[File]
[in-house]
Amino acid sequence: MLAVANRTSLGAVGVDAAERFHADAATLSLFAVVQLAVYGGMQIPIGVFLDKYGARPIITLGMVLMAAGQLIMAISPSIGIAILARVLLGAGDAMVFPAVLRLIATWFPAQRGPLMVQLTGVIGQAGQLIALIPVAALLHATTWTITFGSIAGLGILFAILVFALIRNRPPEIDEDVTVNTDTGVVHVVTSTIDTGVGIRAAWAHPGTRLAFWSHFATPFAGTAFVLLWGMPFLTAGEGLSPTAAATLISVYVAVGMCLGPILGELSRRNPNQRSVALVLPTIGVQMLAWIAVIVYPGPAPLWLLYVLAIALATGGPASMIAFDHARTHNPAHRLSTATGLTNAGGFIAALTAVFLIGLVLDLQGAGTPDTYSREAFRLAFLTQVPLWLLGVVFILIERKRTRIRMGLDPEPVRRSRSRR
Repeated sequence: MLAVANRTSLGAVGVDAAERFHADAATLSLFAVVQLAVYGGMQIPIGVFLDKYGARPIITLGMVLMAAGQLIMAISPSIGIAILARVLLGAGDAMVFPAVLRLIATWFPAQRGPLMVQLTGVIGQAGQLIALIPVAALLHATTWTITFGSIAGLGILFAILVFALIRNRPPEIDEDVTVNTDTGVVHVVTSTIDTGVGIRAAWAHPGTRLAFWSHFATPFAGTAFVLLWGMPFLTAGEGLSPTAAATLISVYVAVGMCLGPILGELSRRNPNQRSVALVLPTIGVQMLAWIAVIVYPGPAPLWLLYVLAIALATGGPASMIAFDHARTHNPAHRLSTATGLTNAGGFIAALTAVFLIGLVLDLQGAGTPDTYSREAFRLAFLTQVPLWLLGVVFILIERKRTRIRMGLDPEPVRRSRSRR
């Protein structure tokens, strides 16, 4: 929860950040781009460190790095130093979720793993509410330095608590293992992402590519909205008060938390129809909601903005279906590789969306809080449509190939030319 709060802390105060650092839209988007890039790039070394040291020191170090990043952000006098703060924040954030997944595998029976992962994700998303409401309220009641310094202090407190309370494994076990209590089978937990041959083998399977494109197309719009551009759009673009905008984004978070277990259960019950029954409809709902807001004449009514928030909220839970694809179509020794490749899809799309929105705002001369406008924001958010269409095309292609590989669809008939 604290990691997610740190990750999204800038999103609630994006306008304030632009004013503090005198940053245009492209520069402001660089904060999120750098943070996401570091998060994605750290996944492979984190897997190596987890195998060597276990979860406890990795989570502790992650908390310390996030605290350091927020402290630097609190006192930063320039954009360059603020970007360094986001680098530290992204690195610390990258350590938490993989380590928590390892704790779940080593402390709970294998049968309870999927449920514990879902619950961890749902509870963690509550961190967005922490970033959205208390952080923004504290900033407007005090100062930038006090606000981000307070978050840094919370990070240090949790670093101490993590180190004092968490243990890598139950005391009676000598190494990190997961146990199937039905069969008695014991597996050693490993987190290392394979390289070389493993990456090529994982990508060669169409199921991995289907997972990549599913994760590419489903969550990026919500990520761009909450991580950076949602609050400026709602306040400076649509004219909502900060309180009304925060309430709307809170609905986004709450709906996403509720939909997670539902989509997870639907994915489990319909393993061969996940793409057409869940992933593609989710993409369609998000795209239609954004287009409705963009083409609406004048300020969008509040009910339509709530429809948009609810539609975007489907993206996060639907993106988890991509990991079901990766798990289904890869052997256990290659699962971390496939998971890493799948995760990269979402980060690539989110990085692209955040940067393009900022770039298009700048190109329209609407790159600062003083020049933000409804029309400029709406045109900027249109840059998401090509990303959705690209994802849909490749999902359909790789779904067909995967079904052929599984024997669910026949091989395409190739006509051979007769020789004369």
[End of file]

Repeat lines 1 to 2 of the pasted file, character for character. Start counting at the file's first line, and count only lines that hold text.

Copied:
[in-house]
Amino acid sequence: MLAVANRTSLGAVGVDAAERFHADAATLSLFAVVQLAVYGGMQIPIGVFLDKYGARPIITLGMVLMAAGQLIMAISPSIGIAILARVLLGAGDAMVFPAVLRLIATWFPAQRGPLMVQLTGVIGQAGQLIALIPVAALLHATTWTITFGSIAGLGILFAILVFALIRNRPPEIDEDVTVNTDTGVVHVVTSTIDTGVGIRAAWAHPGTRLAFWSHFATPFAGTAFVLLWGMPFLTAGEGLSPTAAATLISVYVAVGMCLGPILGELSRRNPNQRSVALVLPTIGVQMLAWIAVIVYPGPAPLWLLYVLAIALATGGPASMIAFDHARTHNPAHRLSTATGLTNAGGFIAALTAVFLIGLVLDLQGAGTPDTYSREAFRLAFLTQVPLWLLGVVFILIERKRTRIRMGLDPEPVRRSRSRR